By Candace Carlisle / Staff Writer
FORT WORTH — Wind turbines could possibly be placed on the University of North Texas campus, according to university officials at the regents’ quarterly board meeting Thursday.
A feasibility study is being conducted on placing three wind turbines next to the new football stadium, which is being constructed near Bonnie Brae Street, or somewhere else on campus.
The study would measure the possible effects on water, air quality and soil, among other environmental effects, and is being funded by a $200,000 grant awarded in mid-June by the Texas Comptroller’s State Energy Conservation Office, said Todd Spinks, director of the UNT Office of Sustainability.
The turbines, which are about 125 feet tall with a blade length of 30 feet, could be paid for by an additional $1.8 million grant from the state’s conservation office, he said.
But that grant won’t be awarded until after the feasibility study is completed and state officials view the results, he said.
“Right now, we’re primarily in the development stage and we are conducting a feasibility study to determine the impact [of the turbines],” Spinks said. “This was an opportunity for us to bring this to the board’s attention … to begin the dialogue.”
The turbines could provide 80 percent to 85 percent of the new stadium’s power needs and save an estimated $100,000 a year in electricity, he said.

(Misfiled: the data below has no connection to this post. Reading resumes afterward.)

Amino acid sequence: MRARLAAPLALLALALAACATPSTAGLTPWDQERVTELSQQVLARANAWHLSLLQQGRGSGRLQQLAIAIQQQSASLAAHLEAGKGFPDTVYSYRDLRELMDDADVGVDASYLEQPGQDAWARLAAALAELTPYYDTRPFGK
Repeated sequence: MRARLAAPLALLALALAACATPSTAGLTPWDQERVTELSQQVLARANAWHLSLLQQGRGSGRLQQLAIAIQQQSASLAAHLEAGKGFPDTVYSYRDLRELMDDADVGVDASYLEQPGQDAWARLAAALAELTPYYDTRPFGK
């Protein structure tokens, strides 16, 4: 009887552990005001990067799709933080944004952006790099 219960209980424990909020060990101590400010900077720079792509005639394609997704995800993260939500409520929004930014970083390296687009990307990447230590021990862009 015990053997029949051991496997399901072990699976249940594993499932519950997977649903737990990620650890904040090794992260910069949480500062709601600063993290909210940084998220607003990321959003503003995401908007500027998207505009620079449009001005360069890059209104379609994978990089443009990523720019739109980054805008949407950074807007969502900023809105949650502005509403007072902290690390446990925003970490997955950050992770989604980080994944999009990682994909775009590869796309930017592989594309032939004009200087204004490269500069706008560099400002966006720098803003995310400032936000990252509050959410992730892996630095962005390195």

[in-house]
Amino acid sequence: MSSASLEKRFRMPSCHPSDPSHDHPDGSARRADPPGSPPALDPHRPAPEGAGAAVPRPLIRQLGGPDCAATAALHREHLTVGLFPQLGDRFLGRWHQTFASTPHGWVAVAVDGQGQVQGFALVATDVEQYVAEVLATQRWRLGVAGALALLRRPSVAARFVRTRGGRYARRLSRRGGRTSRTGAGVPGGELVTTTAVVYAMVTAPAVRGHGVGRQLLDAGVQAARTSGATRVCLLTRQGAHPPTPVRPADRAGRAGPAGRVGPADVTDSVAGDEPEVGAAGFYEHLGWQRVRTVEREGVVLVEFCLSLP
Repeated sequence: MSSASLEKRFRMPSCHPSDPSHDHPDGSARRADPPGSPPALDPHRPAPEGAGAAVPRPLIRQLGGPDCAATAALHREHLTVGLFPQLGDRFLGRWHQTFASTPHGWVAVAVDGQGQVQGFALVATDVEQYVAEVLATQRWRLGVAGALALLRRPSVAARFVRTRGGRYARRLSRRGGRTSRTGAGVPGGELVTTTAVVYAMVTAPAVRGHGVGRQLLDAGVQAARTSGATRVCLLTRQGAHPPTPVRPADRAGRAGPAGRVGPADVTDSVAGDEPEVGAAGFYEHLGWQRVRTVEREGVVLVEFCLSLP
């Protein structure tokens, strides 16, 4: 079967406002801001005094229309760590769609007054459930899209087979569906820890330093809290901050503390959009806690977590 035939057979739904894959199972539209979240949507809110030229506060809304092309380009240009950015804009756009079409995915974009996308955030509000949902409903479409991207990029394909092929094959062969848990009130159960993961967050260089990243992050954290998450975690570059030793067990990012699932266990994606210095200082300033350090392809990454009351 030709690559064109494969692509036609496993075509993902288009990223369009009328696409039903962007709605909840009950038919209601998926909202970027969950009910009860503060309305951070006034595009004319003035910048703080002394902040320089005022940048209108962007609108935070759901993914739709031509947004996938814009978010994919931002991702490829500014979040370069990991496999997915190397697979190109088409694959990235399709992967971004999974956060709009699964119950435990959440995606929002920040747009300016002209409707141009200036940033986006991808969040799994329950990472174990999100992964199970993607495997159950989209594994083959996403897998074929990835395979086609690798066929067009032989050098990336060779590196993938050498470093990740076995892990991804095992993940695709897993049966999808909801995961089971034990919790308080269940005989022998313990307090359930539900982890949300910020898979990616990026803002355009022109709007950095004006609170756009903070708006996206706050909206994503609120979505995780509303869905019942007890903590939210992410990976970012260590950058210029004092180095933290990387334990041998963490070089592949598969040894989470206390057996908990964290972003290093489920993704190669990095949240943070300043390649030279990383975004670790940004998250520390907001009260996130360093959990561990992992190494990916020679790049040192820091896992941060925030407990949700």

While the idea could make environmental and fiscal sense, several regents voiced concerns about some negative effects the wind turbines could have, including the possibility of noise interfering with athletic programs, the aesthetics of the turbines and the effects on the nearby neighborhood.
Regent Brint Ryan, a UNT alumnus, said he’s excited about renewable energy, but not excited about the aesthetics of wind turbines. He said he couldn’t picture wind turbines on the UNT campus anytime soon.
C. Dan Smith, chairman of the board, said he thought wind turbines could be a good idea, but he’d like more information from the completed study.
He added that he’d like to see the study focus on possible locations at UNT other than near the stadium, which already has several facilities in operation.
“We might have other locations, such as the research park, which would tie into the research school,” Smith said. “I think the research park would make more sense, but I’d need more facts.”
UNT officials said they’d be meeting with residents of nearby neighborhoods to discuss the possibility of wind turbines on campus, but no dates on those meetings were given.
Also approved during the meeting were several facility-related projects, including increasing the budget for the park’s clean room from $3 million to $4 million to add 1,200 square feet of space to the laboratory.
Vish Prasad, vice president for research and economic development, said the additional investment will help the research park attract private companies to use the university’s research space.
“Now Discovery Park becomes a real discovery park, with more economic development — that is the key,” Prasad said.
CANDACE CARLISLE can be reached at 940-566-6889. Her email address is firstname.lastname@example.org